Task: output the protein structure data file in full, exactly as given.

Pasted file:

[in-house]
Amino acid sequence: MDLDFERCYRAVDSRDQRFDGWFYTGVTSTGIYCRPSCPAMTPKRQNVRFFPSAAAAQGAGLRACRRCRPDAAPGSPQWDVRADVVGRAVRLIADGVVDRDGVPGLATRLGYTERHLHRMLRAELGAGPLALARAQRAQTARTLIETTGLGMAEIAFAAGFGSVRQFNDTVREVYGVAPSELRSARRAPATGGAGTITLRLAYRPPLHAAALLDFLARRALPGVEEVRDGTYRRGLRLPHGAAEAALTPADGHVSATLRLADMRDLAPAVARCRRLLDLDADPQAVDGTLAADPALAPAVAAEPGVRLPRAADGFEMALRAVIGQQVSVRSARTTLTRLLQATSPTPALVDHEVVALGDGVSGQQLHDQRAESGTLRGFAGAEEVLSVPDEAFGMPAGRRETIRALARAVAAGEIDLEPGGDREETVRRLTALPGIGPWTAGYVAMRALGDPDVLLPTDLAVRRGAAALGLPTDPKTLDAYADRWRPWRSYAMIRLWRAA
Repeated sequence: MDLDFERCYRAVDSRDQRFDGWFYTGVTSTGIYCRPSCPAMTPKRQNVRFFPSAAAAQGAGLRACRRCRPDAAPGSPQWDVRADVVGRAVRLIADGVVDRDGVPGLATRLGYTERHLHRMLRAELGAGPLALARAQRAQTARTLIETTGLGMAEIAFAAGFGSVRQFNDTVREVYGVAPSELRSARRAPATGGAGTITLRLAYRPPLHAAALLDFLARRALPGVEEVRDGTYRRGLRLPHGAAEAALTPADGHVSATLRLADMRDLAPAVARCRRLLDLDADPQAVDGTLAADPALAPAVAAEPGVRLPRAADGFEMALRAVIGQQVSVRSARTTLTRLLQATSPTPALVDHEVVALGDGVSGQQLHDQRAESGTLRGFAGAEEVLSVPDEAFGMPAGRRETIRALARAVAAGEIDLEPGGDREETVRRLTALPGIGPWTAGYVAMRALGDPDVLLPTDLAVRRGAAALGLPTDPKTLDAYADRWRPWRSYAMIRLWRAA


[in-house]
Amino acid sequence: MDLDFERCYRAVDSRDQRFDGWFYTGVTSTGIYCRPSCPAMTPKRQNVRFFPSAAAAQGAGLRACRRCRPDAAPGSPQWDVRADVVGRAVRLIADGVVDRDGVPGLATRLGYTERHLHRMLRAELGAGPLALARAQRAQTARTLIETTGLGMAEIAFAAGFGSVRQFNDTVREVYGVAPSELRSARRAPATGGAGTITLRLAYRPPLHAAALLDFLARRALPGVEEVRDGTYRRGLRLPHGAAEAALTPADGHVSATLRLADMRDLAPAVARCRRLLDLDADPQAVDGTLAADPALAPAVAAEPGVRLPRAADGFEMALRAVIGQQVSVRSARTTLTRLLQATSPTPALVDHEVVALGDGVSGQQLHDQRAESGTLRGFAGAEEVLSVPDEAFGMPAGRRETIRALARAVAAGEIDLEPGGDREETVRRLTALPGIGPWTAGYVAMRALGDPDVLLPTDLAVRRGAAALGLPTDPKTLDAYADRWRPWRSYAMIRLWRAA
Repeated sequence: MDLDFERCYRAVDSRDQRFDGWFYTGVTSTGIYCRPSCPAMTPKRQNVRFFPSAAAAQGAGLRACRRCRPDAAPGSPQWDVRADVVGRAVRLIADGVVDRDGVPGLATRLGYTERHLHRMLRAELGAGPLALARAQRAQTARTLIETTGLGMAEIAFAAGFGSVRQFNDTVREVYGVAPSELRSARRAPATGGAGTITLRLAYRPPLHAAALLDFLARRALPGVEEVRDGTYRRGLRLPHGAAEAALTPADGHVSATLRLADMRDLAPAVARCRRLLDLDADPQAVDGTLAADPALAPAVAAEPGVRLPRAADGFEMALRAVIGQQVSVRSARTTLTRLLQATSPTPALVDHEVVALGDGVSGQQLHDQRAESGTLRGFAGAEEVLSVPDEAFGMPAGRRETIRALARAVAAGEIDLEPGGDREETVRRLTALPGIGPWTAGYVAMRALGDPDVLLPTDLAVRRGAAALGLPTDPKTLDAYADRWRPWRSYAMIRLWRAA